Be careful not to use too short a tip-to-work distance. Some wires are shipped with lubricant residues left over from manufacturing, or coatings that are intended to protect the wire during shipping and warehousing. With shorter stickout, less resistive heating is available to evaporate these residues, and they can enter and contaminate the weld pool, increasing corrosion risk.


The voltage setting on MIG welding equipment influences the shape (height and width) of the weld bead. Insufficient heat causes failure of the filler metal to fuse completely with the base metal.

Grooves may form beneath the surface, where the heat failed to penetrate deeply enough to fuse the bead to the desired depth into the base metal, or even to a previous weld pass. Called “undercut grooves,” they create a place where moisture may settle in the weld, leading to corrosion.

Too much voltage (heat) can also cause undercutting. When voltage is too high, the arc spreads the molten weld pool, resulting in reduced heat transfer to any one area. The outer edges of the weld puddle cool faster and remain separated from the base metal rather than fusing with it. Rather than a smooth transition of the outer edges of the weld bead to the adjacent base metal, you may see areas in which the weld metal shows a lip, or overlap of the base metal. In addition to being a weak joint, this undercut groove offers an area for corrosion to set in. Additionally, too much heat causes excessive spatter and a misshapen weld bead, which at the least requires additional rework to improve finished weld appearance.

Dancing Together Voltage, Wire Feed Speed and Arc Length

Boiled down to the simplest explanations, voltage influences weld bead shape (height and width change independently of each other), wire feed speed controls bead size (height and width can grow or shrink by the same percentage), and arc length impacts weld fusion.

If the weld bead is tall and narrow, increase voltage. If there are gaps (undercutting) between the bead and base metal, decrease voltage.

If the bead is too small, or if there is inadequate weld penetration, increase wire feed speed. If the bead is too large and, instead of fusing with the sides of the weld gap (or with a previous bead if you are doing a multi-pass weld), overlaps the gap edges, decrease wire feed speed.

For welding thicker plates or wider gaps, increase arc distance from the base metal. You’ll get a hotter arc which, if travel speed is not too fast, results in greater penetration and a wider, flatter bead. Shorten the arc to get less heat and a narrower bead with greater metal accumulation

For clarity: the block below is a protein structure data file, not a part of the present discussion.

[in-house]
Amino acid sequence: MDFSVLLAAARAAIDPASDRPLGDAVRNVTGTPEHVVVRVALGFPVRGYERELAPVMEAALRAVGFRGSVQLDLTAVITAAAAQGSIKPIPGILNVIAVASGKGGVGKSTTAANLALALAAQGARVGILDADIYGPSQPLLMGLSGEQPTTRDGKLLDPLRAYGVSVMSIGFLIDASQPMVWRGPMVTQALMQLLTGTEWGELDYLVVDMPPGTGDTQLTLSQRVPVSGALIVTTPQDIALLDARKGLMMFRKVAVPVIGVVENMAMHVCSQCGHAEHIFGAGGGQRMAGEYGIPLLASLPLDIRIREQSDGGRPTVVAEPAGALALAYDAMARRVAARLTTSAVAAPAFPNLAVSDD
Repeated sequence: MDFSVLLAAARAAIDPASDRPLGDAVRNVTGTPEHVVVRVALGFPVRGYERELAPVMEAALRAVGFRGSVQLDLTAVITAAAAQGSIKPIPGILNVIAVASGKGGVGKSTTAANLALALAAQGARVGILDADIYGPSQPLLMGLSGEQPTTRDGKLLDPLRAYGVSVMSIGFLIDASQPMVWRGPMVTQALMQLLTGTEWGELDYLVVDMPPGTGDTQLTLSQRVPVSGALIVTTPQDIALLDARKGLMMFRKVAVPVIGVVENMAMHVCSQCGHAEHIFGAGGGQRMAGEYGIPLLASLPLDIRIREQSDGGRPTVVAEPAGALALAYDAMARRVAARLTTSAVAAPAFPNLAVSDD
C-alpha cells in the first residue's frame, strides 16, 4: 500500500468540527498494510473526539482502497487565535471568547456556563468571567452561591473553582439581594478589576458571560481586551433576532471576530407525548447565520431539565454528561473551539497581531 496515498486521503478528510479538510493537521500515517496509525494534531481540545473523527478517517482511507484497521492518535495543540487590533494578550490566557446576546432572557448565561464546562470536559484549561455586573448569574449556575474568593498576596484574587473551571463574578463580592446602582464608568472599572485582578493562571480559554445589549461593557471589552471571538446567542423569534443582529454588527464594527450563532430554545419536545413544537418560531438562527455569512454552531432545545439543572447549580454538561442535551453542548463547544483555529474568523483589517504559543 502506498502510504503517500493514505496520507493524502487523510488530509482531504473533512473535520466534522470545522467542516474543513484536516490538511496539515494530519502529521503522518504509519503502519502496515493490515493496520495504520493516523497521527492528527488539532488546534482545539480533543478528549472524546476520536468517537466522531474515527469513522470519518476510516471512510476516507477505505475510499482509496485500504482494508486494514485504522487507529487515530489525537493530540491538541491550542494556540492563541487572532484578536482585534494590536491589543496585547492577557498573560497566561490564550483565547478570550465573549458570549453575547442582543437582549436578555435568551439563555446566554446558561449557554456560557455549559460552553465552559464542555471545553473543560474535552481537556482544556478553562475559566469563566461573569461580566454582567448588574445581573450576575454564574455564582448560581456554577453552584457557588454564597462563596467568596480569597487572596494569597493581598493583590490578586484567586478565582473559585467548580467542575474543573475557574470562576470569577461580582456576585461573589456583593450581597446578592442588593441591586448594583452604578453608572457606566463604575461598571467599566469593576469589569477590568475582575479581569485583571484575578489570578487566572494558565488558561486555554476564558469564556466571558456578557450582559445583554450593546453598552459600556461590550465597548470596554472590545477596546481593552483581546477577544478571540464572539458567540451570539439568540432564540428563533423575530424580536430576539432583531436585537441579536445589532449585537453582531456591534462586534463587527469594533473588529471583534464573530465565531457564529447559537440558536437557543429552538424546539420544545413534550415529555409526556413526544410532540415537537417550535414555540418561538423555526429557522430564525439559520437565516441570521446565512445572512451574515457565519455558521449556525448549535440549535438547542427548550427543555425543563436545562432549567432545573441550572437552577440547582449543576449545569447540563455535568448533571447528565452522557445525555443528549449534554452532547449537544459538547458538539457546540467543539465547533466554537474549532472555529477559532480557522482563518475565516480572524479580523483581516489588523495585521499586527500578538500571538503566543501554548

For a weld that has uniform thickness from start to end, voltage, wire feed speed and tip-to-work distance should all be kept at the same relative
values to create a durable and attractive weld. You should do test welds to determine the best settings for each of the parameters for which your welding equipment allows adjustments.

Travel Speed

As you travel the arc along the joint you are welding, the heat needs to reach down to the root of the weld gap. If you move the arc too quickly the heat does not penetrate deeply enough to fuse the panels together completely. They may be fused at the top, but have a gap or only a weak blending together at the bottom.

A gap provides an entry for moisture and corrosion. A weak joint is a risk factor in the event of a future collision.

What you will see if you travel too quickly is a narrow weld bead with a pointed crown that is taller than the bead is wide. You should instead see ridges that are gently curved and leaning on each other, like a stack of coins laying on its side.

Travel too slowly and you also end up with incomplete fusion. Not traveling quickly enough allows some of the molten wire to pile up in front of, and to the sides of, the arc. This excess molten wire absorbs some of the heat of the arc, preventing the ability of the weld puddle to fuse at the toes (sides), or at the root of the joint.

What you will see is sharp edges on one or both sides of the weld, rather than the desired smooth transition from weld to base metal. If you crosscut the weld, you will see gaps and microscopic fissures where the filler wire did not fuse with the base metal.

Walking the Puddle

Training your dog to walk slightly behind you establishes your control. Keeping the arc on the leading edge of the weld puddle as you move forward allows heat focus for maximum weld penetration. If you need only a narrow bead, move straight ahead while keeping the arc in front of the puddle.

If you need to fill a wider gap, move forward in an upside down “V” pattern. Starting on one side, move up and toward the center of the gap, then back down and to the opposite side. Move further forward, repeating the pattern in the opposite direction. Keep the narrow end of the “V” in the center of the gap. Pointing the “V” in the direction you are welding creates the familiar “stacked dimes” appearance of a successful weld fillet. Pause briefly at each side to allow fusion to occur.